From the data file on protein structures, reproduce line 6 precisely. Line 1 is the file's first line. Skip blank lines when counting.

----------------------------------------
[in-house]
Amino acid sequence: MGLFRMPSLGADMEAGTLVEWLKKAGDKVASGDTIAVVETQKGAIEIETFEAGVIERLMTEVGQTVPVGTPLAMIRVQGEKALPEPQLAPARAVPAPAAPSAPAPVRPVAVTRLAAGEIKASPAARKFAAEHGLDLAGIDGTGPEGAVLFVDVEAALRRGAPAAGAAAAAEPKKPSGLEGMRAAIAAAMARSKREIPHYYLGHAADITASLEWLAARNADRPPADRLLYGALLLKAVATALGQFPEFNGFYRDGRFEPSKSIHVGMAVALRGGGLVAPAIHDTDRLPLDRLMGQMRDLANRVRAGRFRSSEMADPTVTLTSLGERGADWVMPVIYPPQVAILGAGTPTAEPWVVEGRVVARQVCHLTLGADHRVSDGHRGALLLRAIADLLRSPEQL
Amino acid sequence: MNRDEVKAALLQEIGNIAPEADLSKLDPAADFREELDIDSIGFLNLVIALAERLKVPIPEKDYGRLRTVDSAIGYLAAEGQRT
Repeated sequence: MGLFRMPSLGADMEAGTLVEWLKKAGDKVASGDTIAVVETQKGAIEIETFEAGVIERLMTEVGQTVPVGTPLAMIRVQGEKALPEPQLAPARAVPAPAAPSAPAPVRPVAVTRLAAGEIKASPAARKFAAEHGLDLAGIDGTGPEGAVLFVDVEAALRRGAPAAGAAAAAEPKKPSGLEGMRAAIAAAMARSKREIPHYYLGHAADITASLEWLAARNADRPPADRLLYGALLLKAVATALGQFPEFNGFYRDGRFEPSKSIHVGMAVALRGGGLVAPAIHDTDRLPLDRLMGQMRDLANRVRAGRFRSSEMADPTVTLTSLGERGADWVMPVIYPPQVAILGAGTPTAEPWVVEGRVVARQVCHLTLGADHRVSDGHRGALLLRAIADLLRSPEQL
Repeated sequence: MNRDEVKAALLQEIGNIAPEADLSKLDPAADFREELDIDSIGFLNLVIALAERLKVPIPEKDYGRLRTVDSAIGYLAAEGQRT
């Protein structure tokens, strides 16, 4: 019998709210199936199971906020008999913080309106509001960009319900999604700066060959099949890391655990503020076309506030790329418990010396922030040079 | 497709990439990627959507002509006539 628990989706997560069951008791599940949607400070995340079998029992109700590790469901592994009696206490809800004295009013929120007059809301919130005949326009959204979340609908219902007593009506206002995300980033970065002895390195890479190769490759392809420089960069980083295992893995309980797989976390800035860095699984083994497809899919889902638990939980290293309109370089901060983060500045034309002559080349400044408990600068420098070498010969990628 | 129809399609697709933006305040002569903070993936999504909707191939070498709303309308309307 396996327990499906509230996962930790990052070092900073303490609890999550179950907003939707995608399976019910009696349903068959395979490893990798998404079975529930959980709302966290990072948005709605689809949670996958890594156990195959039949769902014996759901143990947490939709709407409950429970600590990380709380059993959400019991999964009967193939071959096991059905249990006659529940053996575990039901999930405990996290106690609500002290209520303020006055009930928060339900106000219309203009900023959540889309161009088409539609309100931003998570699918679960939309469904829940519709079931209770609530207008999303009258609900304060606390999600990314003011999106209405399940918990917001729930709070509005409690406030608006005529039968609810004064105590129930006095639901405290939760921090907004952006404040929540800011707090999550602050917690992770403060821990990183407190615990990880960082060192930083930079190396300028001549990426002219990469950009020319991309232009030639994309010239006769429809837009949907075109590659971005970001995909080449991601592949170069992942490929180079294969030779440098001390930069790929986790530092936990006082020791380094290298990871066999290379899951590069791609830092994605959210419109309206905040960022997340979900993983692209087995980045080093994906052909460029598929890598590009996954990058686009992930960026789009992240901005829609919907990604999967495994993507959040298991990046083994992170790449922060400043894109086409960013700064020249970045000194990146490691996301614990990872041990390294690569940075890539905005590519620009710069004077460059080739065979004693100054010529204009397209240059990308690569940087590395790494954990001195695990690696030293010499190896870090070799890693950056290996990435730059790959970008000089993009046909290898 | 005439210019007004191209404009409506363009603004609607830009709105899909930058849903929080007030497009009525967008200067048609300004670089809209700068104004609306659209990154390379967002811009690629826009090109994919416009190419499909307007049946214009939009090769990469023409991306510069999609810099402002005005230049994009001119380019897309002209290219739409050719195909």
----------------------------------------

């Protein structure tokens, strides 16, 4: 019998709210199936199971906020008999913080309106509001960009319900999604700066060959099949890391655990503020076309506030790329418990010396922030040079 | 497709990439990627959507002509006539 628990989706997560069951008791599940949607400070995340079998029992109700590790469901592994009696206490809800004295009013929120007059809301919130005949326009959204979340609908219902007593009506206002995300980033970065002895390195890479190769490759392809420089960069980083295992893995309980797989976390800035860095699984083994497809899919889902638990939980290293309109370089901060983060500045034309002559080349400044408990600068420098070498010969990628 | 129809399609697709933006305040002569903070993936999504909707191939070498709303309308309307 396996327990499906509230996962930790990052070092900073303490609890999550179950907003939707995608399976019910009696349903068959395979490893990798998404079975529930959980709302966290990072948005709605689809949670996958890594156990195959039949769902014996759901143990947490939709709407409950429970600590990380709380059993959400019991999964009967193939071959096991059905249990006659529940053996575990039901999930405990996290106690609500002290209520303020006055009930928060339900106000219309203009900023959540889309161009088409539609309100931003998570699918679960939309469904829940519709079931209770609530207008999303009258609900304060606390999600990314003011999106209405399940918990917001729930709070509005409690406030608006005529039968609810004064105590129930006095639901405290939760921090907004952006404040929540800011707090999550602050917690992770403060821990990183407190615990990880960082060192930083930079190396300028001549990426002219990469950009020319991309232009030639994309010239006769429809837009949907075109590659971005970001995909080449991601592949170069992942490929180079294969030779440098001390930069790929986790530092936990006082020791380094290298990871066999290379899951590069791609830092994605959210419109309206905040960022997340979900993983692209087995980045080093994906052909460029598929890598590009996954990058686009992930960026789009992240901005829609919907990604999967495994993507959040298991990046083994992170790449922060400043894109086409960013700064020249970045000194990146490691996301614990990872041990390294690569940075890539905005590519620009710069004077460059080739065979004693100054010529204009397209240059990308690569940087590395790494954990001195695990690696030293010499190896870090070799890693950056290996990435730059790959970008000089993009046909290898 | 005439210019007004191209404009409506363009603004609607830009709105899909930058849903929080007030497009009525967008200067048609300004670089809209700068104004609306659209990154390379967002811009690629826009090109994919416009190419499909307007049946214009939009090769990469023409991306510069999609810099402002005005230049994009001119380019897309002209290219739409050719195909």